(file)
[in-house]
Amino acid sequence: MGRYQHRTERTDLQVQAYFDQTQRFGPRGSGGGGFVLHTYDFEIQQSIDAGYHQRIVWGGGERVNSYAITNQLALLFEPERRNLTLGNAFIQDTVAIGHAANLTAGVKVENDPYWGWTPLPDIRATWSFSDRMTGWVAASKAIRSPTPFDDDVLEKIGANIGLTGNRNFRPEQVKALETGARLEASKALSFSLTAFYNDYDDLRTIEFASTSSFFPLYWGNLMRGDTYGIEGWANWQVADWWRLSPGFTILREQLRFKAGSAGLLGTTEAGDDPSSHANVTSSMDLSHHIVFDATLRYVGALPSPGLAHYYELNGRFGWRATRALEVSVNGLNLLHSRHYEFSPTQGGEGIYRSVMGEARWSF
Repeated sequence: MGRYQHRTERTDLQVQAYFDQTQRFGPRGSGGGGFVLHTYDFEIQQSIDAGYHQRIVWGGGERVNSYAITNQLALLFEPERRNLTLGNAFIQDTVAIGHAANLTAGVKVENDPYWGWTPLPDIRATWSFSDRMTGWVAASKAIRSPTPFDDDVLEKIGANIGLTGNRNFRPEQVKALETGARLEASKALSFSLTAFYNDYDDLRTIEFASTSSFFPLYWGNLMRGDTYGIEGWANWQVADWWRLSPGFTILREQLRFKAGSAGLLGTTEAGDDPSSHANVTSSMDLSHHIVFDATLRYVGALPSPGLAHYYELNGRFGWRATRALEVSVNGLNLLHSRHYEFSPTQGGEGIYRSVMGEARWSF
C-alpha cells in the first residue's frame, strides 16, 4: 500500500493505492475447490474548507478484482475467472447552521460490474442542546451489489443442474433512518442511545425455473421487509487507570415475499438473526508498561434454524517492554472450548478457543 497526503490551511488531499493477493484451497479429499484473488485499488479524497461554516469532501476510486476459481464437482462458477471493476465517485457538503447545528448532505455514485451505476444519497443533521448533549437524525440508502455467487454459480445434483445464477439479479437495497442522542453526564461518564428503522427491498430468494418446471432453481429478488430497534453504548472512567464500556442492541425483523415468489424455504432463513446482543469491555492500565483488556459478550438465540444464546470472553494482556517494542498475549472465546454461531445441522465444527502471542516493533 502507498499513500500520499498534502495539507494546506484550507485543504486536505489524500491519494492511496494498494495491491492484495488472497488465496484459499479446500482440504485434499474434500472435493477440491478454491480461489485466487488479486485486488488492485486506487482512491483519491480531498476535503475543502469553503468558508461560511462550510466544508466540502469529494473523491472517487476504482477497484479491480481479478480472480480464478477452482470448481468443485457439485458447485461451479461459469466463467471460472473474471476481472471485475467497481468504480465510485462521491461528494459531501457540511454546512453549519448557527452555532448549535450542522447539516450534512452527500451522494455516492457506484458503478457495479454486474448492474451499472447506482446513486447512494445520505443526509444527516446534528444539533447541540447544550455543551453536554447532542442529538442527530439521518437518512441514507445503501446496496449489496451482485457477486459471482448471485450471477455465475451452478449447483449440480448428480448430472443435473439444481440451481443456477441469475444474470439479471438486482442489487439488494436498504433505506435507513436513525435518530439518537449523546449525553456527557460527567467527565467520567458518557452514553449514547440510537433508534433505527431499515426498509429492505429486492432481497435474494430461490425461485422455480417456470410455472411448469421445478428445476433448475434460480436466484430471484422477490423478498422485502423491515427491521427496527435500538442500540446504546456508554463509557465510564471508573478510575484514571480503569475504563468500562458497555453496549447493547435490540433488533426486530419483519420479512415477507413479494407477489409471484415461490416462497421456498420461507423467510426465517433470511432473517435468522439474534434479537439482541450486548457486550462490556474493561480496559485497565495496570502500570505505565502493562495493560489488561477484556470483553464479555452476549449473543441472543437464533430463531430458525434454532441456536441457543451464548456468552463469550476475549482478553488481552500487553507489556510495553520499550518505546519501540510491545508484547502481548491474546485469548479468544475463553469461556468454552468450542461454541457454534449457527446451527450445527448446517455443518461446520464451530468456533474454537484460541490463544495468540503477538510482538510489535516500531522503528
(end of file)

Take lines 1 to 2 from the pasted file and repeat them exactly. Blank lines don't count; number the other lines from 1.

[in-house]
Amino acid sequence: MGRYQHRTERTDLQVQAYFDQTQRFGPRGSGGGGFVLHTYDFEIQQSIDAGYHQRIVWGGGERVNSYAITNQLALLFEPERRNLTLGNAFIQDTVAIGHAANLTAGVKVENDPYWGWTPLPDIRATWSFSDRMTGWVAASKAIRSPTPFDDDVLEKIGANIGLTGNRNFRPEQVKALETGARLEASKALSFSLTAFYNDYDDLRTIEFASTSSFFPLYWGNLMRGDTYGIEGWANWQVADWWRLSPGFTILREQLRFKAGSAGLLGTTEAGDDPSSHANVTSSMDLSHHIVFDATLRYVGALPSPGLAHYYELNGRFGWRATRALEVSVNGLNLLHSRHYEFSPTQGGEGIYRSVMGEARWSF